Cheers to the trail and all those trailing thoughts.  

Garbelly & ME


Don't let the algae fool you, that's some of the best desert water we have seen so far. 


Photo by Thor (Taylor Thornton) 

Day 0: Nashville to Lordsburg

On Tuesday, we began this crazy adventure of ours. No, we did not actually start counting miles, but after 22 hours of traveling we sure felt like it. To catch a 6:50am flight from Nashville to Phoenix, we arrived at the airport around 4:30am. Right at the ticket counter we received our first trail magic in the form of 2 Southwest LUV vouchers (aka $50 flight vouchers). Thank you so much, Rachelle!! Getting through security was a breeze and before we knew it we were loading the plane. The flight was easy and was made even easier by sleeping through most of it.

Once we landed in Phoenix, we scurried to the baggage claim, fingers crossed that our bagged homes made it in once piece. Both times we saw the lump of black trash bags and tape appear from the tunnel we celebrated and were relieved. We rushed to the closest trash can and began ripping the shell we had sleepily created earlier that morning away from our packs. Fortunately they were in perfect shape. We threw them on our backs and immediately transformed into hikers, not just weirdos who wear button-downs, short shorts, tall socks, and brightly colored trail runners for fun. To all the eyes watching us walk through the airport, it all made sense now....maybe.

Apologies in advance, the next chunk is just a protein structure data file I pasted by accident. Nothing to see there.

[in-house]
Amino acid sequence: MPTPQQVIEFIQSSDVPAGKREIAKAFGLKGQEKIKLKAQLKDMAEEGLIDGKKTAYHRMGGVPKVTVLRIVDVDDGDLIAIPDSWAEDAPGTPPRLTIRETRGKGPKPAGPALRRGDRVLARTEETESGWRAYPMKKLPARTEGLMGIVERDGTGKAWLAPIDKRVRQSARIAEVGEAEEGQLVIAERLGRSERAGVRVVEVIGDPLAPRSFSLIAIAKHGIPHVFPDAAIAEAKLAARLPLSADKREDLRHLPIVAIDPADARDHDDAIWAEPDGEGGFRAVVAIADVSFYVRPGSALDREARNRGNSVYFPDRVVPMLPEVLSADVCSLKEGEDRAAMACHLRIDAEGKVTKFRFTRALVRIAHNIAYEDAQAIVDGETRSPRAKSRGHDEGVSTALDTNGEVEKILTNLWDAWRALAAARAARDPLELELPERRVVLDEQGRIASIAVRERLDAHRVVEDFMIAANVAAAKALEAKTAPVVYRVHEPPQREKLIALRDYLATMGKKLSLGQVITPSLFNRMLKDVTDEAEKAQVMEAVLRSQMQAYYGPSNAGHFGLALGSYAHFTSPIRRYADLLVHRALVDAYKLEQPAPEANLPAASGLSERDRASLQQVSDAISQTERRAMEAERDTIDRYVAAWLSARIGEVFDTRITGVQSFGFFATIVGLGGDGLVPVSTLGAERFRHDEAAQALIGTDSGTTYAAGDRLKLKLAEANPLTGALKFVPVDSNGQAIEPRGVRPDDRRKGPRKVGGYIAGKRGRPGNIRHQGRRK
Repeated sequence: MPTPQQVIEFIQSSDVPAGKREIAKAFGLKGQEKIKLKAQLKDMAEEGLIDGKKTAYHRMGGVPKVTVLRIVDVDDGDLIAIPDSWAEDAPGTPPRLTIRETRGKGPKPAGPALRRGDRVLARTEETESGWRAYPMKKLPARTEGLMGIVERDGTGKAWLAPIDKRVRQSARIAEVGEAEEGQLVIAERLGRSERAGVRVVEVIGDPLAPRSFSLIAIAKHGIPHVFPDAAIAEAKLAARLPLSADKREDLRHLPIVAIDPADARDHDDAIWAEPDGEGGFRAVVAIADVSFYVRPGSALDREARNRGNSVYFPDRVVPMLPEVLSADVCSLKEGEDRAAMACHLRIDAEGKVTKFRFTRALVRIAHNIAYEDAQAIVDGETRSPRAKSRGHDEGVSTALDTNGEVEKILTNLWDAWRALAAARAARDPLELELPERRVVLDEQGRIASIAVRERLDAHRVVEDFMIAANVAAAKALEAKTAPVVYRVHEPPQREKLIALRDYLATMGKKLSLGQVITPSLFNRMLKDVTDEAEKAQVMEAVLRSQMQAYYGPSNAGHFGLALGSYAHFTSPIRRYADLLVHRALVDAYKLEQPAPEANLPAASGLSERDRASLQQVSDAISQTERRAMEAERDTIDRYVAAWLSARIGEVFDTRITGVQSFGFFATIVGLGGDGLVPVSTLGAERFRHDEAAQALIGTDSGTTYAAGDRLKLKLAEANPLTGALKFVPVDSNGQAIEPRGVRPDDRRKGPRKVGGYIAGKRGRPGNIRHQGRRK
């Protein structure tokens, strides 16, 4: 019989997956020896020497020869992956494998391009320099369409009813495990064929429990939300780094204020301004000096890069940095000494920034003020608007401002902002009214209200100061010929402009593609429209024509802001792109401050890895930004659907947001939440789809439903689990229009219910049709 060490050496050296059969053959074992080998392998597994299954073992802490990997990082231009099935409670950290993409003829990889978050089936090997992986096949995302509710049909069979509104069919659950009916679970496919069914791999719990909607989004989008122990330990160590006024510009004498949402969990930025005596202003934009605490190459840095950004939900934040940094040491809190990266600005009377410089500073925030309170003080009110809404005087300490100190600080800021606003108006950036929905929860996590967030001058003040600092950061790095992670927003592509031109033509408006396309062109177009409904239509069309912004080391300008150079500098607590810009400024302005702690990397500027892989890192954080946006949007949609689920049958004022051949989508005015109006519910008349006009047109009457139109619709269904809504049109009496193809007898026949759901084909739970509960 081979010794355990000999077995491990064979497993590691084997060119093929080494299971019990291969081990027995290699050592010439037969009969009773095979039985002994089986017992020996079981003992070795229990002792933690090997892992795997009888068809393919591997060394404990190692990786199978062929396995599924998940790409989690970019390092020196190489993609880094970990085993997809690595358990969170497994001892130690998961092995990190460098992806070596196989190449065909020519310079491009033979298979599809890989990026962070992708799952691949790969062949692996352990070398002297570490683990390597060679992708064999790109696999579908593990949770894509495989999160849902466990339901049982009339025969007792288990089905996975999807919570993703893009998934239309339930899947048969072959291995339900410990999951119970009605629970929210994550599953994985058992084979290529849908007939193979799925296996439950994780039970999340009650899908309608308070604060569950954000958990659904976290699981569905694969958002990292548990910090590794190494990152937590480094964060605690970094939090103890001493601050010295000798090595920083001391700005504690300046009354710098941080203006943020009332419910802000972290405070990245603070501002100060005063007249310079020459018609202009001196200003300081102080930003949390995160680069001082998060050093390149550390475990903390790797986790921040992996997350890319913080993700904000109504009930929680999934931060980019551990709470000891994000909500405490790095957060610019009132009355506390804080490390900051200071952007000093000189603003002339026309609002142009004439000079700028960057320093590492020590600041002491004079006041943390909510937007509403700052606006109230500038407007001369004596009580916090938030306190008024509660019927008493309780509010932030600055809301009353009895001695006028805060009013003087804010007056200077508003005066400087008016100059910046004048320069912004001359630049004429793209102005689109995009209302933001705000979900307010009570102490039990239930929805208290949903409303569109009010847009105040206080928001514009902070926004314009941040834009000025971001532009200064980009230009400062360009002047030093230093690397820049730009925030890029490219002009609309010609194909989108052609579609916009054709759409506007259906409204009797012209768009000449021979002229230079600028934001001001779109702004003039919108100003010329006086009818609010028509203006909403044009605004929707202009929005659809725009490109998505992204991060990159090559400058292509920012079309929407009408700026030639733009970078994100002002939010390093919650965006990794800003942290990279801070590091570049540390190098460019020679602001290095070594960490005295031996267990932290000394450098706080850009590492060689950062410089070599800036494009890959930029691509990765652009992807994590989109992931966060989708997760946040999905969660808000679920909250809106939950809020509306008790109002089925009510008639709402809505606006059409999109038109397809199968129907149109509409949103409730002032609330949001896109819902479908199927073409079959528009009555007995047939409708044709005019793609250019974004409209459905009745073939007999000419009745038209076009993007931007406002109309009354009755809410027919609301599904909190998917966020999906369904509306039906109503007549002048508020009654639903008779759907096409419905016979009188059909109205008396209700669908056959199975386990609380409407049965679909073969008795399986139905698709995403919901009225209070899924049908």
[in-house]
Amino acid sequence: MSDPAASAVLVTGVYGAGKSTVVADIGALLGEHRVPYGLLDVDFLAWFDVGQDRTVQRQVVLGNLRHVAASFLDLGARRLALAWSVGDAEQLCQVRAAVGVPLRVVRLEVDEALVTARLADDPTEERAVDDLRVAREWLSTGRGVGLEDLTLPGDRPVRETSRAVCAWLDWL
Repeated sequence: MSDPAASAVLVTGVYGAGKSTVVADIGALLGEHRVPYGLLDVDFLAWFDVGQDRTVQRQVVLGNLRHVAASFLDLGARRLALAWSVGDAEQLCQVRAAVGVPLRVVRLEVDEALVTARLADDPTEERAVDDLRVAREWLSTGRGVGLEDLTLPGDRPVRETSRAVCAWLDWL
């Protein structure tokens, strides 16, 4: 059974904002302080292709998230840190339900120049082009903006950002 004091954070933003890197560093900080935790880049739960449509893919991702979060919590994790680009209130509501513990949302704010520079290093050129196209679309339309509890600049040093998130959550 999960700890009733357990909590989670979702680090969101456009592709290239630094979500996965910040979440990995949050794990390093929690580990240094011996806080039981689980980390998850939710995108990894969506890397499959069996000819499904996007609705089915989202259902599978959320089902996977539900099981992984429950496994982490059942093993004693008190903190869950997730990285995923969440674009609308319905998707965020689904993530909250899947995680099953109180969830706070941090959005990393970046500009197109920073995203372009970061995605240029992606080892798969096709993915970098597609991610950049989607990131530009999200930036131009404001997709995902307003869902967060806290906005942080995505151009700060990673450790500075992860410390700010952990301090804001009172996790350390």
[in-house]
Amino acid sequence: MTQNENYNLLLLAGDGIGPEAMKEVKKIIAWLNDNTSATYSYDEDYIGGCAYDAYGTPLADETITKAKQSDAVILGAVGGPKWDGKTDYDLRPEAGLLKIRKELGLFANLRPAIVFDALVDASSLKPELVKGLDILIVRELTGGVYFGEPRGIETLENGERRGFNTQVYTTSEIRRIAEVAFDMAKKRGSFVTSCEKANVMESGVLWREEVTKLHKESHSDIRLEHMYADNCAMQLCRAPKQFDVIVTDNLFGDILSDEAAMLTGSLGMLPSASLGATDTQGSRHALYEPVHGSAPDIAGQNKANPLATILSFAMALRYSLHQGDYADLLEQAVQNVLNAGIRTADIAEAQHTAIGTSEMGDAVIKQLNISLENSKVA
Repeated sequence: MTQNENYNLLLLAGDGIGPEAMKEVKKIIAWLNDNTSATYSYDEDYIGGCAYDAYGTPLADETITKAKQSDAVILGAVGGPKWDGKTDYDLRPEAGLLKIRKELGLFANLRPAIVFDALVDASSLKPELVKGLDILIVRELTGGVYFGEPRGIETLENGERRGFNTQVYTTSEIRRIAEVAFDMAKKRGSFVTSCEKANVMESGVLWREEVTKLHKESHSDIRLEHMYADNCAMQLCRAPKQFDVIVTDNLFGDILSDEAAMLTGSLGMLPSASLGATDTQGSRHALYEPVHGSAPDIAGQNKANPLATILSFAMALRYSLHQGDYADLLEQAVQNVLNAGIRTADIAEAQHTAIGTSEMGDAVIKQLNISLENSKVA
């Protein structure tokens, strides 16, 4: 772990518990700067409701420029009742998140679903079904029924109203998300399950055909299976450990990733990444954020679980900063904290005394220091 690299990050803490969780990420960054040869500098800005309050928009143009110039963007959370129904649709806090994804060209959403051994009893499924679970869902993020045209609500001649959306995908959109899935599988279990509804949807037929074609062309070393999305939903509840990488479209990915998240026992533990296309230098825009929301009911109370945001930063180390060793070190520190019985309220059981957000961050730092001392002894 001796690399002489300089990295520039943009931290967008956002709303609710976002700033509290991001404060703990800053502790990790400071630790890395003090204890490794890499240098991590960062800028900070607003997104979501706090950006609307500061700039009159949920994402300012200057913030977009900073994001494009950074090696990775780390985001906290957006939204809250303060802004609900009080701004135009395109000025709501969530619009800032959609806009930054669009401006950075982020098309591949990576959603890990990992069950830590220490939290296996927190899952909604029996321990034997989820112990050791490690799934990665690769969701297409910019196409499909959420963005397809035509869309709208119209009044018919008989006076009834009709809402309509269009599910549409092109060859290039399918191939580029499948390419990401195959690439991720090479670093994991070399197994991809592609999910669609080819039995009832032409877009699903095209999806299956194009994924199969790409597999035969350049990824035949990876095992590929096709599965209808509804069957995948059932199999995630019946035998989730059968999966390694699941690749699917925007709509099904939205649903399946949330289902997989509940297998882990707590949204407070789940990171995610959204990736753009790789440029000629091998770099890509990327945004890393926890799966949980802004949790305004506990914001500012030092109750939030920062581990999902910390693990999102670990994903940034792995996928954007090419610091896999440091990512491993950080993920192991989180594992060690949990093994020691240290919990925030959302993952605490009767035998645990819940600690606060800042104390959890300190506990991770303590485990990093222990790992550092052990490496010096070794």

After meeting up with Thor, a great friend from the PCT, we took a series of long Lyft rides to pick up fuel, extra water bladders, and a much needed lunch. We had 8 hours to kill before time to take the Greyhound bus, but we struggled to fill all the time so we found ourselves 4 hours early to the bus station (we would not recommend this). By complete coincidence, we went up to the ticket counter to find out that due to Daylight Savings our bus actually left at 5:10pm. This was the second trail magic we received, not necessarily from anyone in particular but it would have not been fun to miss our bus...